House reaches deal on continuing resolution, vote expected Thursday

House Democrats filed stopgap legislation Wednesday evening to prevent a shutdown and keep the government running through Nov. 21. 
 
A floor vote on the continuing resolution (CR) is expected Thursday.
 
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House Democrats unexpectedly pulled the bill from rules consideration on Tuesday night over disagreements with Republicans about several issues, including how the extension dealt with health care and aid to farmers affected by the trade war with China.
 
Negotiations continued Wednesday with Senate Republicans in hopes of striking a deal before the House vote, which would allow the Senate to take up the bill as is.
 
The Senate is struggling to pass its own versions of spending bills ahead of the start of the new fiscal year on Oct. 1.
 
“While the House did its work, the Senate appropriations process is far behind. Because of this delay, we must pass a continuing resolution to avoid another government shutdown,” House Appropriations Committee Chairwoman Nita LoweyNita Sue LoweyLobbying world Progressives fight for leverage amid ever-slimming majority Biden needs to tear down bureaucratic walls and refocus Middle East programs MORE (D-N.Y.) said.

“Our continuing resolution will provide families, businesses, and communities with budget certainty while we negotiate long-term funding,” she added.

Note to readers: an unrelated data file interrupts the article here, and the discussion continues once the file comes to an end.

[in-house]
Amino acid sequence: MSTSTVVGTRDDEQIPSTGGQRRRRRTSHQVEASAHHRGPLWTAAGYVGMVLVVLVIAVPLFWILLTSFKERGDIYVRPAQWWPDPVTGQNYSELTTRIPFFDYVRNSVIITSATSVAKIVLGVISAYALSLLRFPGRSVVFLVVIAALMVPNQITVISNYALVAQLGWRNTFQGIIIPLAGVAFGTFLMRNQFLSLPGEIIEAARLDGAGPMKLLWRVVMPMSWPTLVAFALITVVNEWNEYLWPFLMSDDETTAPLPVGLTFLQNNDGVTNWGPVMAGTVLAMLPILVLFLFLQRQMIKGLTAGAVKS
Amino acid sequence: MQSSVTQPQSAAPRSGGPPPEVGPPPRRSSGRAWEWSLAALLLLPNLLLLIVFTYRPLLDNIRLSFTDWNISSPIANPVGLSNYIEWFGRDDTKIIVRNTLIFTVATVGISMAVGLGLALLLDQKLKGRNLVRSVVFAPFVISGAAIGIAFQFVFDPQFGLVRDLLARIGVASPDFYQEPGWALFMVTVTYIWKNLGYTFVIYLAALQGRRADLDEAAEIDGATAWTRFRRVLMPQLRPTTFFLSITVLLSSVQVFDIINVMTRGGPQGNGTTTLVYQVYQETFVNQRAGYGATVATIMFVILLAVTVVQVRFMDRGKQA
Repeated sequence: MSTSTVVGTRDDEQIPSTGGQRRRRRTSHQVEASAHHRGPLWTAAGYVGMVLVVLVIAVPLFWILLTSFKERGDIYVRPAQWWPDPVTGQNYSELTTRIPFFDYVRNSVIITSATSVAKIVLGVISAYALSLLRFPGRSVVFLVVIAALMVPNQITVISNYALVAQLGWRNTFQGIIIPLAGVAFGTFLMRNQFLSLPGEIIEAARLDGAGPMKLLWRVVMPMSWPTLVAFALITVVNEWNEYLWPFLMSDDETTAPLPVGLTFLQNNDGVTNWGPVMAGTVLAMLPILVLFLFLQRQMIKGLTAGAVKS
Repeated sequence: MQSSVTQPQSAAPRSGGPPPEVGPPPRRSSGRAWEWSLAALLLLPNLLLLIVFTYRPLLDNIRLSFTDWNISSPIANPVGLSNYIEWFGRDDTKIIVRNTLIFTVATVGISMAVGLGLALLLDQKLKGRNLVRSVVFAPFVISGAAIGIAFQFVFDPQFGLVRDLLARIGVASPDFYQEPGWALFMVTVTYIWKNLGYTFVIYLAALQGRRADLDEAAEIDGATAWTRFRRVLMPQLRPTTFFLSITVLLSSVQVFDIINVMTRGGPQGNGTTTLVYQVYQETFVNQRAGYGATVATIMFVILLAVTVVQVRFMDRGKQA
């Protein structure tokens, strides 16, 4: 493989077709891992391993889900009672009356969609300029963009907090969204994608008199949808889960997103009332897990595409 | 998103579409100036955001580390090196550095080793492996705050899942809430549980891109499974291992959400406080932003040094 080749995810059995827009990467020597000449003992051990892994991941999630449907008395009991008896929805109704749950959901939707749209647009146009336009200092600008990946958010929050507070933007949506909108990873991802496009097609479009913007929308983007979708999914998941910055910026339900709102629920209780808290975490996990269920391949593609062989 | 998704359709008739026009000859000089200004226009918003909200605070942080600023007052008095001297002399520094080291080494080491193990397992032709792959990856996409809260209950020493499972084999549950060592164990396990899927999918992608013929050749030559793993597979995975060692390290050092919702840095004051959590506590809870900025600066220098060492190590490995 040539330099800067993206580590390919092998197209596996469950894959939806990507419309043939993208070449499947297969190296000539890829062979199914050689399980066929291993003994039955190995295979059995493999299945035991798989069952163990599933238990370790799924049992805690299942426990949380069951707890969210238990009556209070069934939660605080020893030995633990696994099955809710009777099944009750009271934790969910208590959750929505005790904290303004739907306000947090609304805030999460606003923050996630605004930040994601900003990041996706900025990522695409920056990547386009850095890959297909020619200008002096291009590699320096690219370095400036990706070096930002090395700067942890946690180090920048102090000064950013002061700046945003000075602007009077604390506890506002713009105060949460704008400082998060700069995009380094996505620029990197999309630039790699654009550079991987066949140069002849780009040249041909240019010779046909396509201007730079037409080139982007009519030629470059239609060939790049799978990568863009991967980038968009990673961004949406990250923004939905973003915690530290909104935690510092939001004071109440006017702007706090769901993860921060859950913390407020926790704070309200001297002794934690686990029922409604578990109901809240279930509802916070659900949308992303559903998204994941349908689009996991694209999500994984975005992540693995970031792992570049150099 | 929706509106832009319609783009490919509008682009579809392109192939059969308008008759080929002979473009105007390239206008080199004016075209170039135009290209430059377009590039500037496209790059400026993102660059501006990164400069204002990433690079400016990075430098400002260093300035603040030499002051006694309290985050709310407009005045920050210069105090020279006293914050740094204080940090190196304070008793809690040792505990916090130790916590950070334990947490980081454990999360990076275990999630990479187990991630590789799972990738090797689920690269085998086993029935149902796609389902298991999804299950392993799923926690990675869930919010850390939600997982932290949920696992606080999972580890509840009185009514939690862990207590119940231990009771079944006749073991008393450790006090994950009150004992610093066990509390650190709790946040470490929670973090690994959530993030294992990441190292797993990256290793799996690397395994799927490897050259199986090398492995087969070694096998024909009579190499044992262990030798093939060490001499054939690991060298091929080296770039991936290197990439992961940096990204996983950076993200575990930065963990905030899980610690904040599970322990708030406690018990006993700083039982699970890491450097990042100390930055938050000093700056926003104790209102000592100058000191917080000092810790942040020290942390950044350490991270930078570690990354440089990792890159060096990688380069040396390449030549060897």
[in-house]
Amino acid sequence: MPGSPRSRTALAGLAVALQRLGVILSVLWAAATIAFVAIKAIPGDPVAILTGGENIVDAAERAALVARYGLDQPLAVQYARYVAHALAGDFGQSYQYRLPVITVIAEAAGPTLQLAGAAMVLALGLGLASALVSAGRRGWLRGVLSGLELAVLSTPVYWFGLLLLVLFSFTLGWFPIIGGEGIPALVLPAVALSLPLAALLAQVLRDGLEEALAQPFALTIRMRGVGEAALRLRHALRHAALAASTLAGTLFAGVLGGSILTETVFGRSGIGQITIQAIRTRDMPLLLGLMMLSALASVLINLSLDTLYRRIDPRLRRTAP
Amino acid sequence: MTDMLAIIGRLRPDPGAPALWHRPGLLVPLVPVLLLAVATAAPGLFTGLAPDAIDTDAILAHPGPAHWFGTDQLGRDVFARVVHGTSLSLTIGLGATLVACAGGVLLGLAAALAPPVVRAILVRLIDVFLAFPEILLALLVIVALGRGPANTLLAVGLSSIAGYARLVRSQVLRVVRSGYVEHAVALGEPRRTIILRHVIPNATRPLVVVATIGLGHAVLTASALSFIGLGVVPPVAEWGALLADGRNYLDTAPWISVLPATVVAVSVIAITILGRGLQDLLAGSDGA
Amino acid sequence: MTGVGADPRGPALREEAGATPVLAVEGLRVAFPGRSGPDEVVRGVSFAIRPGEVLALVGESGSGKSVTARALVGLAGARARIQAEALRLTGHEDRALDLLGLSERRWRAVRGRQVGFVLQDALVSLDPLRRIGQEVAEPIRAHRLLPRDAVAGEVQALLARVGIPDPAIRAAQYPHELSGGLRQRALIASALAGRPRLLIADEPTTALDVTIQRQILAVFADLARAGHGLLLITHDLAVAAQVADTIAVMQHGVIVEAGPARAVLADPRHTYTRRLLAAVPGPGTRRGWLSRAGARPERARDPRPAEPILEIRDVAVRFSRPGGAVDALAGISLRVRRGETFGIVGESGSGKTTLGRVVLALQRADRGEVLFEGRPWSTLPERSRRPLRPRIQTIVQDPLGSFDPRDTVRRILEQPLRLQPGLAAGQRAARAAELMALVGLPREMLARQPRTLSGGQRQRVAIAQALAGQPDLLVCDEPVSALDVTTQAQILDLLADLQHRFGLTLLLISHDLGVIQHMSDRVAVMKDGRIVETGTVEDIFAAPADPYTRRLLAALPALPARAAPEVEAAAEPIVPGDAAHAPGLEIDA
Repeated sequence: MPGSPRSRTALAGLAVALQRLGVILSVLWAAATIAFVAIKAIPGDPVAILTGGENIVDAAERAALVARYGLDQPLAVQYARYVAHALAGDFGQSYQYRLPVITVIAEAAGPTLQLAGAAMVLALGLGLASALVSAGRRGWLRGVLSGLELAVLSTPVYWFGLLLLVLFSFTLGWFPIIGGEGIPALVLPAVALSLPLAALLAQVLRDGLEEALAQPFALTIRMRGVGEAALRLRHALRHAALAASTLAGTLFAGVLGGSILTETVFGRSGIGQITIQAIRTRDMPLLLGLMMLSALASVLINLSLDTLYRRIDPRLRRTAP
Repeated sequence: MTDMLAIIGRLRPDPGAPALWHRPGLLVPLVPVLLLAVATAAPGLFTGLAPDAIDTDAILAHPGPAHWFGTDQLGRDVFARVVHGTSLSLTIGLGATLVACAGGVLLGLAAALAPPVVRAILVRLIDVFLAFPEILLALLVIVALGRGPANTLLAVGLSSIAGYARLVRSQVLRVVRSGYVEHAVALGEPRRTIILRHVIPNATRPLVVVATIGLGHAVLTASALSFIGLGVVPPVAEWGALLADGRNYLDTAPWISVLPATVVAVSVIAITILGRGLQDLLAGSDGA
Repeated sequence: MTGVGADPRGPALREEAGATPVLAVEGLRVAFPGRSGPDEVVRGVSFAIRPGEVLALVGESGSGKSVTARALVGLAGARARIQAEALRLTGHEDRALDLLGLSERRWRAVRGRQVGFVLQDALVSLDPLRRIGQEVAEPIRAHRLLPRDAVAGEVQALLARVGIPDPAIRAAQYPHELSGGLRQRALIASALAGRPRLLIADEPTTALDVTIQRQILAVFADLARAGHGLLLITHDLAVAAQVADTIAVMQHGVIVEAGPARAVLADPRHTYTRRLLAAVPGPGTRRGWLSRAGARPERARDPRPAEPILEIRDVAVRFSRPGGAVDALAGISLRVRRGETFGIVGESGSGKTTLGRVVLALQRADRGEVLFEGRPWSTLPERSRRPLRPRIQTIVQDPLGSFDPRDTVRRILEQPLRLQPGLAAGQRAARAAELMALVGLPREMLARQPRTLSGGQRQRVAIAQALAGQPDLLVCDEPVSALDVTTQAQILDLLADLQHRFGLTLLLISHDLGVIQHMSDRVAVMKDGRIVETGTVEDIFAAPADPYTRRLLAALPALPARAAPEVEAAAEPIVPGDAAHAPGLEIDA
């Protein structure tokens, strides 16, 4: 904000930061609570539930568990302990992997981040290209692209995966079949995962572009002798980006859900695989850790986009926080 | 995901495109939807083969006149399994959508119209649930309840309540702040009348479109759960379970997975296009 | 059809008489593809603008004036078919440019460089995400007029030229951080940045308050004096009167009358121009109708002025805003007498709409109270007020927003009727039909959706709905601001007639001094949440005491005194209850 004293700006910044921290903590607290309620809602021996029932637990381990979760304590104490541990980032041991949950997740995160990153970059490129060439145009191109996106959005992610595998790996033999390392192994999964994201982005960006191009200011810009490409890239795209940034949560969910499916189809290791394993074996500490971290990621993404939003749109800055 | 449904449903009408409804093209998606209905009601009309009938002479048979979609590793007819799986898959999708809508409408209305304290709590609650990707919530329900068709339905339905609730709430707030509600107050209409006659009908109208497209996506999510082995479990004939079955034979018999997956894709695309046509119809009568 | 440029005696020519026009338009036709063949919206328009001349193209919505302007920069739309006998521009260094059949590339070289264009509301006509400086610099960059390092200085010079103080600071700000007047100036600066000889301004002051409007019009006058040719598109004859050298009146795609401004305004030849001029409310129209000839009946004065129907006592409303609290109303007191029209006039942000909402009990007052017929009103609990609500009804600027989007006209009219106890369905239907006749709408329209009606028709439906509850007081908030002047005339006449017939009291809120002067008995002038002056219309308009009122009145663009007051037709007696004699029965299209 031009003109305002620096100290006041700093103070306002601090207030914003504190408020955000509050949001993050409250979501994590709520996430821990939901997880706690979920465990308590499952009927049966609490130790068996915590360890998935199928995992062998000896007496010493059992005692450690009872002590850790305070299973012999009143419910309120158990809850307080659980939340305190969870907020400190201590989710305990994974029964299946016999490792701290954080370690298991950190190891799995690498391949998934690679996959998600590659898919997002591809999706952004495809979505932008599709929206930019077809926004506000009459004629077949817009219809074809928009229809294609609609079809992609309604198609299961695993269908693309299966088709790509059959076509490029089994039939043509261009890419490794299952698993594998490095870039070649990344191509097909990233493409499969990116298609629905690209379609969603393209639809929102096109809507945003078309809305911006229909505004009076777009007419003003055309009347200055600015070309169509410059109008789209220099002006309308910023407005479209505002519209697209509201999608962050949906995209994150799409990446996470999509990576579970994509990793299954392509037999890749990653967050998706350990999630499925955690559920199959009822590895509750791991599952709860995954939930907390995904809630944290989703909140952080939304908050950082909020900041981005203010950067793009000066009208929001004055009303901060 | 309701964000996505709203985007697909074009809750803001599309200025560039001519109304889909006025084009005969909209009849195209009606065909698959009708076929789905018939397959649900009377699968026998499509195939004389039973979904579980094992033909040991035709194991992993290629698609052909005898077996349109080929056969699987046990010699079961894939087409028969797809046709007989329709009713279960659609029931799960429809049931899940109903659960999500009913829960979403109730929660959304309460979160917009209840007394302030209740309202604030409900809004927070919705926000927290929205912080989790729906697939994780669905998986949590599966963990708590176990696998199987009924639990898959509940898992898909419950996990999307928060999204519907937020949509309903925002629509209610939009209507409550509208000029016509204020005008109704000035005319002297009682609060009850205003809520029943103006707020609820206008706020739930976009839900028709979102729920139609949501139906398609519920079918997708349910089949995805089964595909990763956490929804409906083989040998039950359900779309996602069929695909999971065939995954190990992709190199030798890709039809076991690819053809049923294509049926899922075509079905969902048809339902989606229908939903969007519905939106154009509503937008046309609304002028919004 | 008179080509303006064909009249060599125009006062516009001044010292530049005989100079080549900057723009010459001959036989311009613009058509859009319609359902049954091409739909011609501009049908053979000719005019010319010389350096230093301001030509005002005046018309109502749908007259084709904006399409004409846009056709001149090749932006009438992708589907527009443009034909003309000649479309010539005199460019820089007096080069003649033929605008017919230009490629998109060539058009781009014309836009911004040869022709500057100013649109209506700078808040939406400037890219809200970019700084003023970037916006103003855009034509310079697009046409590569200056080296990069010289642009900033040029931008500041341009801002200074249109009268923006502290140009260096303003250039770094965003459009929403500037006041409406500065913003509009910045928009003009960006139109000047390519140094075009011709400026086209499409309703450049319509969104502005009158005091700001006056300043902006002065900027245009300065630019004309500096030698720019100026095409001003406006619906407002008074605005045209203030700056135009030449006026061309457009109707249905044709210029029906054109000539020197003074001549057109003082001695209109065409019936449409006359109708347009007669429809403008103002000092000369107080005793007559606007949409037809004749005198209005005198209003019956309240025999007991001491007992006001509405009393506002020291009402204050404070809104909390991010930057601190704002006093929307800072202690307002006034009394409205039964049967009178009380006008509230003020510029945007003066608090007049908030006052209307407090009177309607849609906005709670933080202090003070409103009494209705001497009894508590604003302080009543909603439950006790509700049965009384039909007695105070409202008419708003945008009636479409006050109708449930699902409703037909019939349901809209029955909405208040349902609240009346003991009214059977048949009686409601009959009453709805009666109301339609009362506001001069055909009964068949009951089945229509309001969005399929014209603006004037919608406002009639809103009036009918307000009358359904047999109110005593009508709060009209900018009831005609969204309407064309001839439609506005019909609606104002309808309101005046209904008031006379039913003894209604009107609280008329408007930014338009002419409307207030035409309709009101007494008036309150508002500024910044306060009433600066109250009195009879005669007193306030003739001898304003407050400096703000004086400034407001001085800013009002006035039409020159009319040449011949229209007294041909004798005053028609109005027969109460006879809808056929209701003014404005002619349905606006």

The final CR included a Democratic demand that the Department of Agriculture report to Congress about the effects of the trade war on farmers as well as a package of health-related extenders.

“I’m pleased that we were able to come to a short-term agreement to extend critical public health programs expiring at the end of the month including Community Health Centers, Medicaid in Puerto Rico and the U.S. territories and the Demonstration Program for Certified Community Behavioral Health Clinics,” said Energy and Commerce Chairman Frank Pallone Jr.Frank Joseph PalloneHouse Democrats ramp up probe of FDA approval of Alzheimer's drug Intercept bureau chief: Democrats dropping support of Medicare for All could threaten bill's momentum House Democrats reintroduce road map to carbon neutrality by 2050 MORE (D-N.J.).

It also included a rebuke of the White House, adding directions to prevent the White House Office of Management and Budget (OMB) from attempting to block funds through rescissions.
 
In August, OMB briefly froze foreign aid funds while considering whether to try to block them altogether.